• Be positive in your attitude; don't be passive.
    • Answer questions with your messages in mind - remember, you agreed to do the interview because you have specific points you want the audience to hear.
    • Be prepared.
    • Be concise.
  • Body Language/Appearance/Cosmetics
    • Look your best.
    • For television, eye contact is with the reporter, not the camera.
    • Posture is important - don't slouch, but don't be a stiff either.
    • Commandment
    • Thou Shalt Not Lie.

Types of Media Interviews

Newspaper and broadcast reporters work in vastly different worlds. Understand the needs of each and your message will be easier to communicate.

  • Print interviews afford more elaboration and allow for in-depth coverage. Print journalists spend more time developing a story than broadcast counterparts. Use this to your advantage. Provide background materials to substantiate your position and add credibility.
    • Print reporters may opt to talk to you by telephone. This cuts out a lot of the "leg work" for them. Our staff is an important resource to help you determine if you should talk with a reporter "over the phone" or insist that they come to your office.
    • Most print media journalists will come to your office. If your office is large enough and it's convenient, try to arrange your surroundings so you won't be sitting behind a desk or other "obstacle." Sit in a chair next to the interviewer.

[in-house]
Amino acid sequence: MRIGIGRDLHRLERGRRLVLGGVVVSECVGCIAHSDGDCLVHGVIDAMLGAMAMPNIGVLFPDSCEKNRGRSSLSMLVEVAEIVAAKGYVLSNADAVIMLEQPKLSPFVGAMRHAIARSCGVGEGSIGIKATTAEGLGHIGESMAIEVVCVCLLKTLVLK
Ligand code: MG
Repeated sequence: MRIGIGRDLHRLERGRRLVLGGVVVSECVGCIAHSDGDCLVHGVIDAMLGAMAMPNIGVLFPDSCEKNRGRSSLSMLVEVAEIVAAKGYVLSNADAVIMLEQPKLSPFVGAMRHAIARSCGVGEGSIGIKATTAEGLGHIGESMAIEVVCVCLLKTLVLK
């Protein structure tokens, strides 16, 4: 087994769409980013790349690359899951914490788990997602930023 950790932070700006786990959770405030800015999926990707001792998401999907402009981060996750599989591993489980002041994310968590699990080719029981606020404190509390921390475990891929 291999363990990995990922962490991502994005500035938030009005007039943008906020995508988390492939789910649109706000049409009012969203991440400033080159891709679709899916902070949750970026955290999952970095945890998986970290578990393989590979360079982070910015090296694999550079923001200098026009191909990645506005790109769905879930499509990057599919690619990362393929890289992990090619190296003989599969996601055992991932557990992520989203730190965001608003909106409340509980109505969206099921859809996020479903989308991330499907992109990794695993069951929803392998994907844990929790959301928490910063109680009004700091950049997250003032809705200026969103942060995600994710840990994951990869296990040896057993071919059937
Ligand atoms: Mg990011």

• Most radio journalists will prefer to telephone you for an interview. Radio news departments are often very lightly staffed, and if you are to get your message across, you'll have to do it via telephone. Be concise and to the point. You usually get only 15 seconds of airtime!
  • Television interviews that you might be involved with take three basic forms: talk show, on location, and ambush.

    The talk show format is friendly and very non-threatening because the focus of this type of show is generally light news and feature stories. It presents a perfect opportunity to control the interview and get your messages out. Your objectives: